shown in his new book, Being Black: Living in the Red, if test
scores of black students are compared to the scores of white students
with the same family wealth, the achievement gap between black
and white students disappears.
Studies that have compared nations, states within the United States,
and metropolitan areas within the United States have all concluded
that mortality rises with inequality, affecting rich as well as
poor and middle class. A report in the American Journal of Public
Health concluded: "Given the mortality burden associated with
inequality, business, private and public sector initiatives to
reduce economic inequalities should be a high priority."
In recent years the western world has witnessed a revival of activism
much of it directed at the free trade organizations and specifically
at their gatherings, such as those of the WTO, the International
Monetary Fund, the World Bank, the Group of 8 and the European
Union. I believe we can point to the WTO protests in Seattle and
this year's anti-World Bank and IMF protests as watersheds for
a growing movement against the contradictions of global capitalism.
Demonstrators demanded that powerful economic actors become accountable
to democratic forces, that the processes which are generating
inequality and environmental degradation be stopped and that we
revisit basic questions about the purpose of economic activity.
The question was raised: "Is the economy to serve the people who
make it up, or is their labor for the sake of lining the pockets
of the rich and powerful?"
We've heard much about the need to mange the planet, the environment.
Manage the environment? As far as I can tell, the environment
did fine when it was left alone. What needs managing is us—people.
We have advanced at a dizzying, careening pace in our ability
to manipulate matter; we have leapt forward in our ability to
generate information; we have multiplied explosively our ability
to exploit nature, but not our ability to manage ourselves.
Perhaps it is our destiny to live life forward and understand
it backward. And today we are living on fast forward.
Let's review some facts about our fast forward period of history.
Our world population growth is still increasing. Global carbon
emissions are also on the rise.
We have been riding a rocket called straight line growth. In the
biological world, let's remember, unchecked growth is usually
pathology—cancer. But in the economic world, at least up
until now, unchecked growth is considered health, wealth and truth.
During the 1990s, it was Ivan Boesky, I believed who said, "growth
is good". I think we have come to re-understand health and wealth.
Our task, yours and mine, is to bend the lines of these facts.
We have to bend the population curve downward. One way is to do
nothing and pretend that famine, disease and war do it for us.
It won't of course. The other way is to assist communities in
improving health and living standards without injuring the environment.
We have to bend the lines on global carbon emissions. The one
and only way to do that is to reach multilateral accord on how
much carbon dioxide we will emit into the atmosphere.
We have to reverse the direction of the flow of goods and capital.
Bend the lines by converting to economic arrangements that close
the widening gap between rich and poor, North and South, and do
it on a global scale.
It is important to remember that there isn't just up and down
in these imaginary lines. There's equity and inequity in these
lines. There's survival or disaster. There's breathing room or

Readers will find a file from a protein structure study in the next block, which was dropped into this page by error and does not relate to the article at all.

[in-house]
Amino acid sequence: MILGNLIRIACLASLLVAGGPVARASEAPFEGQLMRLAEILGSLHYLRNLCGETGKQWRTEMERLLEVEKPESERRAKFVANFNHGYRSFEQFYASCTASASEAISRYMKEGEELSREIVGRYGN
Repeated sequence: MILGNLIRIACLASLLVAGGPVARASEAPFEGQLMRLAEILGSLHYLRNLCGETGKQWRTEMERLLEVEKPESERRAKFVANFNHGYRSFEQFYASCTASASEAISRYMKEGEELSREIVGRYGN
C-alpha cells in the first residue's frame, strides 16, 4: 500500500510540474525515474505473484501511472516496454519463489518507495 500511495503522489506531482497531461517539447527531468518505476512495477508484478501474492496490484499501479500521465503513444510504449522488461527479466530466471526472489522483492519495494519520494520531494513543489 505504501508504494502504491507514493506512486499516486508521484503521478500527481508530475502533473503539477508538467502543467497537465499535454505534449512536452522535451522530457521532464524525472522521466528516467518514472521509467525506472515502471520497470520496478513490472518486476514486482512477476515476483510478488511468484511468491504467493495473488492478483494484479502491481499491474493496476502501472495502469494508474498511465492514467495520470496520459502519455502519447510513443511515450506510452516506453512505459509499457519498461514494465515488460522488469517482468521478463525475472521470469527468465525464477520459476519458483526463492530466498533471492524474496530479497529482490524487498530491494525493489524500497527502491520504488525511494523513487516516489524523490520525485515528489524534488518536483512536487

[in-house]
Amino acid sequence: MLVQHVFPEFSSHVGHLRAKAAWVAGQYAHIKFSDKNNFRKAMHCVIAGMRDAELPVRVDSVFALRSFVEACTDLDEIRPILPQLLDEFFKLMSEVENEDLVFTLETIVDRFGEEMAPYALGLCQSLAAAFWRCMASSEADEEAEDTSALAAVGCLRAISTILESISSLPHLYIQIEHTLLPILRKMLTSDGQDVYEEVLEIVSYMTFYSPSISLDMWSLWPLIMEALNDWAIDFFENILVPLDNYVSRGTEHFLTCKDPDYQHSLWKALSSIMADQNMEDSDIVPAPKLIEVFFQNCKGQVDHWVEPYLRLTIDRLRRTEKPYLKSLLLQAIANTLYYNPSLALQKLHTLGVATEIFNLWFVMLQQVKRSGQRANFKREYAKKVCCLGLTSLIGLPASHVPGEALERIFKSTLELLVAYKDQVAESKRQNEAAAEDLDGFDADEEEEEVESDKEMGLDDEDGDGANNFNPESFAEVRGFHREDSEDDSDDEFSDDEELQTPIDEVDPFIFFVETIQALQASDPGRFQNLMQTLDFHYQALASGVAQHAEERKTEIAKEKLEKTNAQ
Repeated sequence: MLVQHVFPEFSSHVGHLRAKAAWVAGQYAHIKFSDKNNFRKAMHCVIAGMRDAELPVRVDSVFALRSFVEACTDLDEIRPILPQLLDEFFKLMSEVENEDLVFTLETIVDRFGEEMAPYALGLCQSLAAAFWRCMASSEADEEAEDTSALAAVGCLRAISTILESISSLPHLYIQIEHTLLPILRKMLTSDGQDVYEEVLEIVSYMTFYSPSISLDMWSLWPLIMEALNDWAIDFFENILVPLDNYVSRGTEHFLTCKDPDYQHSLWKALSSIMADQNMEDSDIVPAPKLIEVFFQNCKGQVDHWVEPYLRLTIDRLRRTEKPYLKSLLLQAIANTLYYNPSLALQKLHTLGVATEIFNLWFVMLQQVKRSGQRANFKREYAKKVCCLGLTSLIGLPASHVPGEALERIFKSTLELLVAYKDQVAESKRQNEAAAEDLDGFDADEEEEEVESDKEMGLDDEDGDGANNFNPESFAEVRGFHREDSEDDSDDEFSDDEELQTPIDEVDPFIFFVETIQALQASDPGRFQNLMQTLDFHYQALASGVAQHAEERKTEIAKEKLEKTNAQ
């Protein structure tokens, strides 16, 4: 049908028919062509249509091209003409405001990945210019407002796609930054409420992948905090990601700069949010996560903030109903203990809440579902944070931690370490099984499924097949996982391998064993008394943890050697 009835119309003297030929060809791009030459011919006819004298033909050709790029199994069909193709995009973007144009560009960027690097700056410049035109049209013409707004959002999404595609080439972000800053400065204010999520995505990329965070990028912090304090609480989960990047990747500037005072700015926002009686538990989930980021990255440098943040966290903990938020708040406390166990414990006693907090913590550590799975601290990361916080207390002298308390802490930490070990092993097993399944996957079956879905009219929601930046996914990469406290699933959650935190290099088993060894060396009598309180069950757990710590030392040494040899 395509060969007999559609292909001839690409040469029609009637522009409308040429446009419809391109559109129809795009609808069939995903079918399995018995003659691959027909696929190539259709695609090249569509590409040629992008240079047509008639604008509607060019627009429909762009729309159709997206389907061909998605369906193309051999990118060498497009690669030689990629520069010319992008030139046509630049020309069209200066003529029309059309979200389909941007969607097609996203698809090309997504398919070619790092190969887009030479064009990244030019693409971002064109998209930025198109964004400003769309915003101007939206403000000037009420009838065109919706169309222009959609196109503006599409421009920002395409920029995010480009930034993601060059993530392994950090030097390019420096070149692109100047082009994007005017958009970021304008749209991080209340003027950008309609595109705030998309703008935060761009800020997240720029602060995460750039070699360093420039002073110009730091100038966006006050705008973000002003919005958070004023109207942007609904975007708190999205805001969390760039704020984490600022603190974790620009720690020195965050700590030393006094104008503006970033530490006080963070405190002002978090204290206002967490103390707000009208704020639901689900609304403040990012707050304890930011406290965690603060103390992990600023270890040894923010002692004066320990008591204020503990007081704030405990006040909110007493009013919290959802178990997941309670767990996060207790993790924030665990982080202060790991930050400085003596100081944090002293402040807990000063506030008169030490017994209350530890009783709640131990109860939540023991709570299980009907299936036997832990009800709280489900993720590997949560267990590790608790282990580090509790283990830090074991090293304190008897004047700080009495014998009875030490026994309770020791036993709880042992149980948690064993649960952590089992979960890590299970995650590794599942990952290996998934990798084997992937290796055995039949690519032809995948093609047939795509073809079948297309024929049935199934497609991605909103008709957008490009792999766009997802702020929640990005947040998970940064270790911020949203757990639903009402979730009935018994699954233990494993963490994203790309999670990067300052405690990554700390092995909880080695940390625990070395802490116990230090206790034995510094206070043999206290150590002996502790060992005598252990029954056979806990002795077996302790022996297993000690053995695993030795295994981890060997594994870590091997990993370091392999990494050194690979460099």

the big squeeze.
Shall we be inpatient? Absolutely. We had better be. We have to
begin to change things right now. We can begin today.
We can start to do it precisely because, paradoxically, because,
we are not representative of the world's 6 billion people. Everyone
in this room today is fortunate to a degree unimaginable to the
people outside our small circle. We are not the commoners of the
We are fortunate in our education, or economic self-sufficiency,
our physical ease. We have bigger bank accounts, more frequent
flier miles, more and better vacations than most people. Our hands
speak of our privilege. They are smooth and clean. The rest of
the world's hands are soiled, bent, scarred, swollen, missing
a finger or two.
But our greatest good fortune is our ability to choose. We are
Masters of Choice. Listen to the words we use: options, trade-offs,
scenarios, strategies, social venture. Listen to the words the
rest of the world still uses: hunger, sickness, sacrifice, communal
Where do we begin?
We begin with the concrete. I heard Peter Goldmark, former President
of the Rockefeller Foundation tell a story once about becoming
concrete to address global problems. It went something like this.
Conrad Hilton, who built the hotel empire, was on the Johnny Carson
show one night. Johnny Carson said, "Mr. Hilton, all America is
watching. This is your chance to tell them the secret of putting
together a great hotel chain." Conrad Hilton leaned into the camera—Peter
says you could hear all of America leaning toward their sets…
Mr. Hilton said: "Put the shower curtain inside the bathtub."
That's simple but concrete.
To make change, we have to focus on the concrete.
Gandhi asked us to adopt this simple rule as a guide to our action.
He said: Think about the face of the poorest and the weakest man
whom you may have seen and ask yourself if the step you contemplate
is going to be of any use to him. Will he gain anything by it?
Will it restore him to a control over his own life and destiny?
Those of us in this room today are uniquely positioned to answer
that question in the affirmative. If we are inclined to do so.
As professionals who educate, inform and manage the $2 trillion
plus of socially responsible invested assets, you can help your
clients make a big difference with their money. As investors in
the room, no longer satisfied with just having your portfolios
socially screened, you can maximize the impact of your dollars.
You can do it by embracing the One Percent Campaign. It is a strategy
that calls on all investors to allocate at least one percent of
their portfolios to community investments. It is simple. It is
concrete. It is action.
Community investing can play a key role in reversing the trends